Israel’s War Against Palestine: Documenting the Military Occupation of Palestinian and Arab Lands

Haaretz Editorial: Unsatisfactory Probes [on IDF ’Self-Investigation’ of Gaza War Crimes]

24 April 2009

Haaretz Editorial – 24 Apr 2009

Deputy Chief of Staff Dan Harel has presented the public and media with the conclusions of the Israel Defense Forces’ investigations into its strikes on Palestinian civilians and property during Operation Cast Lead. The tone was one of self-congratulation for both the probes and their content.

According to the General Staff, the IDF is not only the world’s most ethical army, but also the most investigated. This view was backed by Defense Minister Ehud Barak, who was quick to praise the conclusions. The military does not hesitate to expose its weaknesses, internally at least, to correct its mistakes and improve. And much to its satisfaction, it discovers over and over that it does not have too many weaknesses.

There is no reason to stir up a debate here on whether a major Gaza operation was justified. In any case, the effort to minimize IDF casualties should not serve as a justification for wanton and rash strikes against civilians. Even based on the data the deputy chief of staff presented, the IDF killed 295 Palestinian civilians and 162 other men “who were not identified as militants.” That’s a heavy price in lives that cannot be justified with the usual arguments that terrorist groups operate close to civilian populations, so they bear sole responsibility for any suffering. It’s hard to accept the claim that only mistakes and a handful of undisciplined people were responsible for the killings, while “a high ethical and professional level” was maintained, to quote Maj. Gen. Harel.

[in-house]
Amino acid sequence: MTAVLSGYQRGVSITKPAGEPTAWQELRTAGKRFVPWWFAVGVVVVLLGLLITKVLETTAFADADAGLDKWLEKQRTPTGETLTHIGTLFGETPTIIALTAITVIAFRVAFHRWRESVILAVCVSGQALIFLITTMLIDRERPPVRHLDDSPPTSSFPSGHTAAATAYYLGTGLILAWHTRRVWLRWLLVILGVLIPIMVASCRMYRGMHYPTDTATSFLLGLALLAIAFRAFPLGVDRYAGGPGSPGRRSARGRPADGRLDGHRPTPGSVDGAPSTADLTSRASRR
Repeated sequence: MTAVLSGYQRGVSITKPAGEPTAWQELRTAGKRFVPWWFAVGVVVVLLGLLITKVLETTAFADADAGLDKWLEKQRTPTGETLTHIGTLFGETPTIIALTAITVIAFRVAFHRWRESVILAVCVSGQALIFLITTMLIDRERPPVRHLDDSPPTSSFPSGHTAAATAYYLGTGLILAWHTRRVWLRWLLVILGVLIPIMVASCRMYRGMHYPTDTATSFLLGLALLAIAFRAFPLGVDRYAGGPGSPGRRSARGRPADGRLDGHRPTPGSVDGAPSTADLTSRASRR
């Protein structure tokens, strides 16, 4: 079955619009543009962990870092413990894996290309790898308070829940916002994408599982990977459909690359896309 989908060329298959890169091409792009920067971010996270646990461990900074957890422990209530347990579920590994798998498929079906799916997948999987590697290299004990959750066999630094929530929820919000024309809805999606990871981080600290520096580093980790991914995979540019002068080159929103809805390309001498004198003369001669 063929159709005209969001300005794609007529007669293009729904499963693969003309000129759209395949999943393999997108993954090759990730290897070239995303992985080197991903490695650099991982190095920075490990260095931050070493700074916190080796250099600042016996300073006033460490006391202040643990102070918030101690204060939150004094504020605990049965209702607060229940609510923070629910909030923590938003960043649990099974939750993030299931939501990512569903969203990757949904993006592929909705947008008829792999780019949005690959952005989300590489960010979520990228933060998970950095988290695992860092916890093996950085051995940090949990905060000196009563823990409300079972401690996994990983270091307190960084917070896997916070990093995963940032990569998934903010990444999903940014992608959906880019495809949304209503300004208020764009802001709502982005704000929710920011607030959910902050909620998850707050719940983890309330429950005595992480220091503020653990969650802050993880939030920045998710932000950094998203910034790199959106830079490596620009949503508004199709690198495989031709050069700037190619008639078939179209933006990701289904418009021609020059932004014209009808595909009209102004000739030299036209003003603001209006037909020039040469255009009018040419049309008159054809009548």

The fact is, soldiers who took part in the operation, and not only Israeli and foreign observers suspected of self-righteousness or hypocrisy, were revolted by what they saw, heard, and sometimes even did in the Gaza Strip. This revulsion, which the IDF officially rejects and seeks to contain, was recorded in Haaretz by Amos Harel and stirred up a storm. The presentation of the probes’ findings sounded like a belated defensive move, partly because senior people in the army and government are concerned about legal measures against them overseas.

The IDF investigated itself and exonerated itself. According to its judgment there were problems and irregularities, but only a few compared with the large operation in the Gaza Strip. The Palestinians, the IDF says in a belated admission, were sometimes right, even if only a few of their claims of unjustified strikes against civilians were correct. Among those were, for example, the cases Haaretz correspondent Amira Hass exposed. Or the case of the phosphorus weapons, whose use the IDF was late in admitting and which followed a series of denials.

One of the more troubling aspects of the investigations is the disconnection between the army’s higher and lower echelons, which emerged during soldiers’ discussions at a pre-military training course. At the top, in the General Staff in Tel Aviv or at Southern Command in Be’er Sheva, an orderly process of thought, planning and instruction took place, but on the way down policy dissolved, orders became foggy and execution distorted. There are no signs the IDF has improved in this area since it fought in Lebanon during the summer of 2006. The aspiration of Defense Minister Ehud Barak and Chief of Staff Gabi Ashkenazi to rehabilitate the army still has a way to go.

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